Primordial | ‘Redemption At The Puritans Hand’
If Primordial were once the band of niche critical appreciation, they’re now firmly established as a crowd pleaser to boot. That was the opinion of Mr Nemtheanga in a recent press line – and it just about sums them up.
So what better way to retain both than make an album that distils the best elements of each?
Right from the first bellowed, thundered lyrics, Primordial make it clear what’s concerning them this time round.
“All of the Gods’ children, they all have to die // Pauper to king, sworn enemy to kin // From men without sin to those with a beast within // the grave is absolute, the grave is all.”
Broadly, it’s about death. And what metal album wasnt?
Yet it’s about the time left, and not for a second apologising for the time spent. All the while however, its as though a mucky, boney hand tugs at the heel of each song on here.
The single best thing about this album – moreso even than the music – is the weight, the pure power of the lyric.
Alan has excelled himself.
Both in the writing and in the delivery, this is nothing short of a masterclass in how to dish out cold the furies of heavy metal polemic.
So rich is this album for those who want to immerse themselves in it that each track reveals at least one “take-home” thought, some fantastic piece of wordsmith.
The detail of the lyrics, steeped in real reading, real metaphor and real insight, is fantastic. I have heard few metal albums ever (and I mean that) carry such force of intelligent invective.
It’s this depth that gives pure heavy metal belters like ‘Lain With The Wolf’ an extra sting.
The initial beat is strange. Shifting almost, not quite on the beat it should be. A real musical development for the band. Yet when it slaloms in, its insistence is inescapable. It compels the listener to join. And what a track – pulsating, with olden themes plonked straight into the here and now.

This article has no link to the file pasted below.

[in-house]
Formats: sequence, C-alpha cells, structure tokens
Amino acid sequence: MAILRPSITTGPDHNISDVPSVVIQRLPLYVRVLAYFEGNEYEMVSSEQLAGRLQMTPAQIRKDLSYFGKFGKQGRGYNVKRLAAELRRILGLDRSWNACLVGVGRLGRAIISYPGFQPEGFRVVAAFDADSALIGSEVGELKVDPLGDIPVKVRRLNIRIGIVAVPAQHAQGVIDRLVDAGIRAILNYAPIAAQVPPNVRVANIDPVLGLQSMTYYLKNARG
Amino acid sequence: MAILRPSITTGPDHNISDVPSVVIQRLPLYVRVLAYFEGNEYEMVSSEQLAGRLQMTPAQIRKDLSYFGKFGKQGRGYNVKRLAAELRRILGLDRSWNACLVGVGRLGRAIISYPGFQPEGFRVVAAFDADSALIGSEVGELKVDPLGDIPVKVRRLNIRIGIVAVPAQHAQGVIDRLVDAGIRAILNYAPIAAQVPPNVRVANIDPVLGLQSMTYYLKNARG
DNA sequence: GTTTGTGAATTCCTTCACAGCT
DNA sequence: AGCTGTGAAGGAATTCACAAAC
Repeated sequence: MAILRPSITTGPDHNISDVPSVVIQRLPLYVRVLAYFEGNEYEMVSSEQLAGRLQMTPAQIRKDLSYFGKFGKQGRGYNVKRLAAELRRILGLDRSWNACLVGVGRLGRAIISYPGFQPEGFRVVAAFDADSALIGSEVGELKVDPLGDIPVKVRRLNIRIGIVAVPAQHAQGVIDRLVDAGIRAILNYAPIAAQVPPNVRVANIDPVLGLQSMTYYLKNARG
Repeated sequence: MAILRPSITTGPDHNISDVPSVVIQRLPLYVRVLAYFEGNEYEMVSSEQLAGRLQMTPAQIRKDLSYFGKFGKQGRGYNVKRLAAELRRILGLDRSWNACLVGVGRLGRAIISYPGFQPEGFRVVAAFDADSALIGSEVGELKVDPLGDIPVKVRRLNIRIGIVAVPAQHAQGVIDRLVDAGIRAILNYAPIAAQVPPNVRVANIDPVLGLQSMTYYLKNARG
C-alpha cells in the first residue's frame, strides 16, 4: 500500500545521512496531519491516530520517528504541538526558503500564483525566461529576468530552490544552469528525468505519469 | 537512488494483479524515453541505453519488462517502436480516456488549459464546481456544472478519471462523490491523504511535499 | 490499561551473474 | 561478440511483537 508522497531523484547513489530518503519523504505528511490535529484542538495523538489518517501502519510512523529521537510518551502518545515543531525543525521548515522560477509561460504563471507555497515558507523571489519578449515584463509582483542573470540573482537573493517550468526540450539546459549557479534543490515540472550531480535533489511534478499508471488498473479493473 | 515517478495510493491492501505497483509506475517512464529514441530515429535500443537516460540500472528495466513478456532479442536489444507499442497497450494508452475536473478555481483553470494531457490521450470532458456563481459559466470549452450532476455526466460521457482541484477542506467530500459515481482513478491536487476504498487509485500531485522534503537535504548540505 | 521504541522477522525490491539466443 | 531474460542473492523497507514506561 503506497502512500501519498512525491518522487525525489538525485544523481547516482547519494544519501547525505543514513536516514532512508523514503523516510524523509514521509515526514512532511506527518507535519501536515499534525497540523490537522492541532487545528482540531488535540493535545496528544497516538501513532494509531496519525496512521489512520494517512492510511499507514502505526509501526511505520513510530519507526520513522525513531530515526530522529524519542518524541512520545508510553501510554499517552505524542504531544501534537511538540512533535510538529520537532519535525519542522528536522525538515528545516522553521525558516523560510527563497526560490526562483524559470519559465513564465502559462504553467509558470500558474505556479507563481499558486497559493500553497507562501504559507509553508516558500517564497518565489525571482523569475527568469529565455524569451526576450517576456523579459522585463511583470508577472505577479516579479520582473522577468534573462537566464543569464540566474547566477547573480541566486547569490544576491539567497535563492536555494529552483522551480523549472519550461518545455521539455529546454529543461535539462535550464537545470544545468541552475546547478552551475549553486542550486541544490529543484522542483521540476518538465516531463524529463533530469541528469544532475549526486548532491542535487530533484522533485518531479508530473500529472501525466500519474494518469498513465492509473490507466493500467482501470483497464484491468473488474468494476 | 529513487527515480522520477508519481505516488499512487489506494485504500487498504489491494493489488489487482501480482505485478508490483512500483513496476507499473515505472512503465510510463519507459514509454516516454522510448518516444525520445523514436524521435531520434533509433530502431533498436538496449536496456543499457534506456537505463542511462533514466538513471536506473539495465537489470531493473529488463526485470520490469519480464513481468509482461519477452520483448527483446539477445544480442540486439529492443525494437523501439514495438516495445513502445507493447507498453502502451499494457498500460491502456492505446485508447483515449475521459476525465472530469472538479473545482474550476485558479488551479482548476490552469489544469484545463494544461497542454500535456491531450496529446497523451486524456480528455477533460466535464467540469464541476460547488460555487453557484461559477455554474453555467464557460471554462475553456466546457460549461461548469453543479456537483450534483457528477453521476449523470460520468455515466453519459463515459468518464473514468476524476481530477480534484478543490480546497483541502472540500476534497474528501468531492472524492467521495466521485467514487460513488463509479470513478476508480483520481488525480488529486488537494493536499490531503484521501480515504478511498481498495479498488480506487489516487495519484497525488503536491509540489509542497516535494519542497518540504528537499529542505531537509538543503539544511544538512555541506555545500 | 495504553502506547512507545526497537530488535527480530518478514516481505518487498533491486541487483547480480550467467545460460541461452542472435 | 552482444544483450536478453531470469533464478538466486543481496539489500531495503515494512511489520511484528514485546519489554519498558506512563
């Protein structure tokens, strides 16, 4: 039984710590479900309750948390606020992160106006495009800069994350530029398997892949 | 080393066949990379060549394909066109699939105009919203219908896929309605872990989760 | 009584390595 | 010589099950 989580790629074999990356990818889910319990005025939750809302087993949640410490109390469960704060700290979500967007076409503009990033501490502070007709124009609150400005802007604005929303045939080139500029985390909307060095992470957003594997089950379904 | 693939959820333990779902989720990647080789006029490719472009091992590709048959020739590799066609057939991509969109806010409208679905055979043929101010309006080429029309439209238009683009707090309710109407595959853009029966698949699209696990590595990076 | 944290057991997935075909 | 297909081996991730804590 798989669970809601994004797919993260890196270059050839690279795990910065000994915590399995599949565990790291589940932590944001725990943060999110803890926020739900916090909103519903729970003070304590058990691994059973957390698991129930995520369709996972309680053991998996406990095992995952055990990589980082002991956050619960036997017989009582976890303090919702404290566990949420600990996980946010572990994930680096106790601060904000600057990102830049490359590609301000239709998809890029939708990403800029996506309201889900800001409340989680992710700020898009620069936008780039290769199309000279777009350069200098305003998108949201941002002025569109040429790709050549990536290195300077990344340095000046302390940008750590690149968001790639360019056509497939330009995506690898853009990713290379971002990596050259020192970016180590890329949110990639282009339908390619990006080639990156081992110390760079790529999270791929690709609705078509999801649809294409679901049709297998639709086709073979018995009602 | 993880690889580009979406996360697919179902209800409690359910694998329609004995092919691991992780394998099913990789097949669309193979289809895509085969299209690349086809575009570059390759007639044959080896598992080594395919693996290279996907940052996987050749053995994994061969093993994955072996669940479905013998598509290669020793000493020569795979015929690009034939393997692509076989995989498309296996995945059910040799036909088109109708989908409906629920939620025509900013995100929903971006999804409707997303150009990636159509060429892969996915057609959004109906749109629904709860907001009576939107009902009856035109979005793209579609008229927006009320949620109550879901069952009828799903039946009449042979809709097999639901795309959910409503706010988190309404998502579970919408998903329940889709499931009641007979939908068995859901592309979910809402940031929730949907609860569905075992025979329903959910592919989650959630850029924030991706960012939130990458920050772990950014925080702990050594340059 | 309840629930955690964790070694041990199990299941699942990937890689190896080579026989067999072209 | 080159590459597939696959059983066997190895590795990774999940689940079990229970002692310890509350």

An insatiatble track, one of the best in their entire discography. It’s drumming is peerless, and a new high watermark for the band. The cymbals crash down like thunderbolts.
I wrote years ago about the nod to Sartre in ‘Autum’s Ablaze’. Without getting too wanky about this, I think there’s a similar thread in this track too. Just listen, and imagine that wolf in the corner of the room.
‘Bloodied Yet Unbowed’ follows roughly on from ‘Failures Burden’ from the last album. A sort of ‘I Did It My Way’ lament for times gone by, of the kind Primordial have taken to writing of late. The feel is the same, yet they update it: a vicious blastbeat at the end is given filmic scope by a new and unfamiliar riffing hook. It’s massive.
A further moment of genius comes at the end of ‘Gods Old Snake’. Easternism may yet be a massive cliché in metal for those wanting a modicum of difference, but this is how to do it subtly. That passage – “And I have stood at the top of the world” – is phrased almost supernaturally. You’d expect it sooner from Orhpaned Land than Primordial.
It’s easy to write about the first half of this album. Primodial have heaped the more accessible numbers here. Rather more difficult is the second half.
Things become a bit more drawn, and dinstinctly darker. ‘The Mouth Of Judas’ is oblique. A fog hangs over it, as though you’d imagine the one that hangs over the styx as the boatman crosses. Not to mix the metaphors or anything, but there it is.
Ultra right Russian nationalism is evoked in ‘The Black Hundreds’, appealing to quite what instinct I’m not yet sure.
The familiar black metal tropes are there: a bit of background reading reveals that the sect upheld Tsarist values of ‘Orthodoxy, Autocracy and National Character’, the bread and butter of the “Blood and Soil” brigade these days. To what end? I dont know. But it’s a strong track.
It could be said that ‘The Puritan’s Hand’ is the only one that drags, perhaps valuing message over music slightly too much. It was in the same place last album round that the band also called on what could loosely be termed a crowd pleaser, though the nod to ‘Into The Void’ is noted with a smile.
The Irish economic catastrophe could not have passed without the band marking it. ‘Death Of The Gods’ does what it says on the tin, proclaiming the death of the very Republic itself via Primordial’s now familiar fascination with all things Rome.
It’s also a rather cheeky update on Yeats’ ‘Easter 1916’, supplanting Collins and Parnell for the original’s McDonagh and McBride. The ‘beware’ oration at the end seems also somehow prescient: who, after all, knows what’s coming this year or next.
But enough sophistry. This is a heavy metal album, and an astounding one.
The vocals are spat with the same kind of blank verse uncare that made Blood Revolt so invigorating. The music moves the band onward equally, with the drums employing new shapes and beats sustaining Primordial’s relevance.
I know of few bands enriching their music with what Alan refers to in here as the ‘Bloody knuckle politic’ of great lyricism as Primordial do. They are to be celebrated for it. There is just so much life, such vigor in this writing that its grip is inescapable when listening.
That is this album’s triumph: that, and fantastic, thundering music.
Utterly, totally essential.
5/5 – Earl Grey ::: 17/04/11